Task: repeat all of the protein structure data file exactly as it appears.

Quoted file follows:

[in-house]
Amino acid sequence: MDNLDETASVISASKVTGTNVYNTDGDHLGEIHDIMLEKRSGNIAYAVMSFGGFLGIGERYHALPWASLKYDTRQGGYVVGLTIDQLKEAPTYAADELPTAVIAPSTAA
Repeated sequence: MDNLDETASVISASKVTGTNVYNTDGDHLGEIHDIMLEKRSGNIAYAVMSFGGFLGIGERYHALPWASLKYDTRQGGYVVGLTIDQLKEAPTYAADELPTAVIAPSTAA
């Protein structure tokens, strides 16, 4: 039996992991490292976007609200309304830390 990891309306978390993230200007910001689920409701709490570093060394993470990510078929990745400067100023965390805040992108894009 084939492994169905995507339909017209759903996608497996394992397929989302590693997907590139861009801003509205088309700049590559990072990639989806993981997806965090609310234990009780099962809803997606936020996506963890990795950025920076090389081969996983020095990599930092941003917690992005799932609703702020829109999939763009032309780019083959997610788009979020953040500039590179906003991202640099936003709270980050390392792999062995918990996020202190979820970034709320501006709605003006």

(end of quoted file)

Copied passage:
[in-house]
Amino acid sequence: MDNLDETASVISASKVTGTNVYNTDGDHLGEIHDIMLEKRSGNIAYAVMSFGGFLGIGERYHALPWASLKYDTRQGGYVVGLTIDQLKEAPTYAADELPTAVIAPSTAA
Repeated sequence: MDNLDETASVISASKVTGTNVYNTDGDHLGEIHDIMLEKRSGNIAYAVMSFGGFLGIGERYHALPWASLKYDTRQGGYVVGLTIDQLKEAPTYAADELPTAVIAPSTAA
């Protein structure tokens, strides 16, 4: 039996992991490292976007609200309304830390 990891309306978390993230200007910001689920409701709490570093060394993470990510078929990745400067100023965390805040992108894009 084939492994169905995507339909017209759903996608497996394992397929989302590693997907590139861009801003509205088309700049590559990072990639989806993981997806965090609310234990009780099962809803997606936020996506963890990795950025920076090389081969996983020095990599930092941003917690992005799932609703702020829109999939763009032309780019083959997610788009979020953040500039590179906003991202640099936003709270980050390392792999062995918990996020202190979820970034709320501006709605003006």